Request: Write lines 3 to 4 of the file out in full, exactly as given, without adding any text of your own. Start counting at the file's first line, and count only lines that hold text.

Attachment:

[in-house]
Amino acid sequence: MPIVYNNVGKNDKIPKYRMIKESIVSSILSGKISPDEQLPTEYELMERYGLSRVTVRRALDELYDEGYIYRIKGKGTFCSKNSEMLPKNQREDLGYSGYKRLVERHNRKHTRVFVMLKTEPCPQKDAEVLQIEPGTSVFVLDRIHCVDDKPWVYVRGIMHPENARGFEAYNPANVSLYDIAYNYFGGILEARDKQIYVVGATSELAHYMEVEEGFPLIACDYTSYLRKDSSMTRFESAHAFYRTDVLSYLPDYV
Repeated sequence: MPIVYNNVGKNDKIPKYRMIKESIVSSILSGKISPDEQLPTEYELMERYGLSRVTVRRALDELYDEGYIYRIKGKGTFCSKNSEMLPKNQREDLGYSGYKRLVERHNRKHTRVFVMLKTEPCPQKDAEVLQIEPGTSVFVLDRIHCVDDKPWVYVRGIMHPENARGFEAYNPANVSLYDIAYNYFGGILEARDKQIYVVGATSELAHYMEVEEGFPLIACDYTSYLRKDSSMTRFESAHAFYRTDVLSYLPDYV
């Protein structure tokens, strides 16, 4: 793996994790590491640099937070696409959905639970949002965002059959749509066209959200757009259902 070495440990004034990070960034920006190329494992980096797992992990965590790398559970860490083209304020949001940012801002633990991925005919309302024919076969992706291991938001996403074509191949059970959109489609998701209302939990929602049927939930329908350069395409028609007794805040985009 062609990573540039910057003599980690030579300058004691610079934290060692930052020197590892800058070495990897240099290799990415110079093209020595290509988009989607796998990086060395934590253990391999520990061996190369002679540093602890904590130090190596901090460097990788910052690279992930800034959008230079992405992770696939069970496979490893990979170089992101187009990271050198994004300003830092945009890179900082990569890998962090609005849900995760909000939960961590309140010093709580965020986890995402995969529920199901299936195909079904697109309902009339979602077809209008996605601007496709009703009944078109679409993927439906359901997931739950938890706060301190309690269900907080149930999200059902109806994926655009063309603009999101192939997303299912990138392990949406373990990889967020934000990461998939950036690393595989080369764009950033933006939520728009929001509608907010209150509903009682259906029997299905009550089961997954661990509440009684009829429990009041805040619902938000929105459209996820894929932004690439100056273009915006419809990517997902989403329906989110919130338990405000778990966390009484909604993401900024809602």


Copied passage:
Repeated sequence: MPIVYNNVGKNDKIPKYRMIKESIVSSILSGKISPDEQLPTEYELMERYGLSRVTVRRALDELYDEGYIYRIKGKGTFCSKNSEMLPKNQREDLGYSGYKRLVERHNRKHTRVFVMLKTEPCPQKDAEVLQIEPGTSVFVLDRIHCVDDKPWVYVRGIMHPENARGFEAYNPANVSLYDIAYNYFGGILEARDKQIYVVGATSELAHYMEVEEGFPLIACDYTSYLRKDSSMTRFESAHAFYRTDVLSYLPDYV
């Protein structure tokens, strides 16, 4: 793996994790590491640099937070696409959905639970949002965002059959749509066209959200757009259902 070495440990004034990070960034920006190329494992980096797992992990965590790398559970860490083209304020949001940012801002633990991925005919309302024919076969992706291991938001996403074509191949059970959109489609998701209302939990929602049927939930329908350069395409028609007794805040985009 062609990573540039910057003599980690030579300058004691610079934290060692930052020197590892800058070495990897240099290799990415110079093209020595290509988009989607796998990086060395934590253990391999520990061996190369002679540093602890904590130090190596901090460097990788910052690279992930800034959008230079992405992770696939069970496979490893990979170089992101187009990271050198994004300003830092945009890179900082990569890998962090609005849900995760909000939960961590309140010093709580965020986890995402995969529920199901299936195909079904697109309902009339979602077809209008996605601007496709009703009944078109679409993927439906359901997931739950938890706060301190309690269900907080149930999200059902109806994926655009063309603009999101192939997303299912990138392990949406373990990889967020934000990461998939950036690393595989080369764009950033933006939520728009929001509608907010209150509903009682259906029997299905009550089961997954661990509440009684009829429990009041805040619902938000929105459209996820894929932004690439100056273009915006419809990517997902989403329906989110919130338990405000778990966390009484909604993401900024809602």